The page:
I am getting deployed. How do I notify my fire department and what are some things I should be aware of?

The process is slightly different for every department, however, you must notify your officer and human resources department as soon as possible. Normally, if you are being deployed overseas, you should get a "Letter of Intent to Deploy" from your reserve unit. This is not your orders but does officially state your reserve unit's intent to activate and deploy. It should have approximate dates of deployment, which will help your department make preparations for your departure and arrival from work.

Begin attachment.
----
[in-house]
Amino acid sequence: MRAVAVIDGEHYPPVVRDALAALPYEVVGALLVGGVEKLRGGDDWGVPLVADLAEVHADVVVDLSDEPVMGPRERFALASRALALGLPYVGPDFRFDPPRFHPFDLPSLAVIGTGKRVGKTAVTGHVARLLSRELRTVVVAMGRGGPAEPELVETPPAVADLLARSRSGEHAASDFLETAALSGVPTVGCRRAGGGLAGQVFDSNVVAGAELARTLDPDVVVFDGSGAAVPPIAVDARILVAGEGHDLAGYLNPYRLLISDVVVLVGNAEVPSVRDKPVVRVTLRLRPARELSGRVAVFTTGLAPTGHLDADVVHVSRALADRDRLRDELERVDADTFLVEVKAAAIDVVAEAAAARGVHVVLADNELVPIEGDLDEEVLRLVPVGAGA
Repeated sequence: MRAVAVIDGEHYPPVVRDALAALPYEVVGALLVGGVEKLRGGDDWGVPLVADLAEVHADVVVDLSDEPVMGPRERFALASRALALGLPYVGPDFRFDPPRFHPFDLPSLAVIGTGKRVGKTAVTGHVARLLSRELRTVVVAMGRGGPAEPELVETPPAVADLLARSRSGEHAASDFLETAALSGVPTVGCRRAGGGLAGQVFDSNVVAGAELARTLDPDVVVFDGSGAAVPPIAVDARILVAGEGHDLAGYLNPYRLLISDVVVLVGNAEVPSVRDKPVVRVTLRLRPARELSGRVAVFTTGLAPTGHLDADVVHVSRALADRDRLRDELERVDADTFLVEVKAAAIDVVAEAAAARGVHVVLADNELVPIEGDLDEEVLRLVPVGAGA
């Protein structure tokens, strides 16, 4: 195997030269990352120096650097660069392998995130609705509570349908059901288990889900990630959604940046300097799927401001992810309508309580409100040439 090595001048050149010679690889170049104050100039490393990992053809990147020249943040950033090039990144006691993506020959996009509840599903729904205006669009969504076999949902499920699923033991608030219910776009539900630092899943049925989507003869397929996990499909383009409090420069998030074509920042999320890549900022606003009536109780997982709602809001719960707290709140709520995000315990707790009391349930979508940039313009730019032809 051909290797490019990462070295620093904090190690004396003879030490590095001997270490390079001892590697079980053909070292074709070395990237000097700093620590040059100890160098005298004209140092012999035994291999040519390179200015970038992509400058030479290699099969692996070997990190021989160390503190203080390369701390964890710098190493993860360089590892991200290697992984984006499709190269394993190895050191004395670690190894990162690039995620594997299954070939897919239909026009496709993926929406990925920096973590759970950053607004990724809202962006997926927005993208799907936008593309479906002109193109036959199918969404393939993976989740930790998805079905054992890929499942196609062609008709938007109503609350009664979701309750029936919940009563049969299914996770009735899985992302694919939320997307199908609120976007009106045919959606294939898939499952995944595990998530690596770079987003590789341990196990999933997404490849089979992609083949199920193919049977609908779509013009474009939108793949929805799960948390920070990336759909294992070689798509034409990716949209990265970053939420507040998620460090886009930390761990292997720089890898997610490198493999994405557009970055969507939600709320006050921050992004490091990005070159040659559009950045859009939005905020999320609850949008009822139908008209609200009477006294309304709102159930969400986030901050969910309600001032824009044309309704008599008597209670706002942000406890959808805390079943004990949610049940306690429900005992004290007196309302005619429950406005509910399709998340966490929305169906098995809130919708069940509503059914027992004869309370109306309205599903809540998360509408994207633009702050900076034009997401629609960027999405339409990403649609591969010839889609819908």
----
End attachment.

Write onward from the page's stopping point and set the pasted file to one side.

When you get your official orders, bring them to your human resources department. Although this is not legally required to do, this will help your department officially move you to an inactive status and put you into a new pay status. When you are activated, some departments will pay you the difference between your pay grade salary and your fire department salary (for example, if your monthly salary is $5000/mo and you are an E-5 with a $3000 month salary, the department may pay you $2000/mo while deployed. Base and housing allowance, combat pay, and other benefits may or may not be factored in). Other departments will pay you your full salary for 30 days, after which you will no longer be paid. If your department handles deployers this way, it's important to know because when you stop getting paid, you also stop making contributions to your medical and dental insurance, which means you might be dropped from medical and dental coverage while you are deployed. This shouldn't be a problem because when you are activated, you should be enrolled in an active duty medical and dental coverage plan. However, when you return and come off orders, you will need to notify your human resources department so that you can re-enroll in medical and dental coverage, and not have a gap in coverage when you come back to work.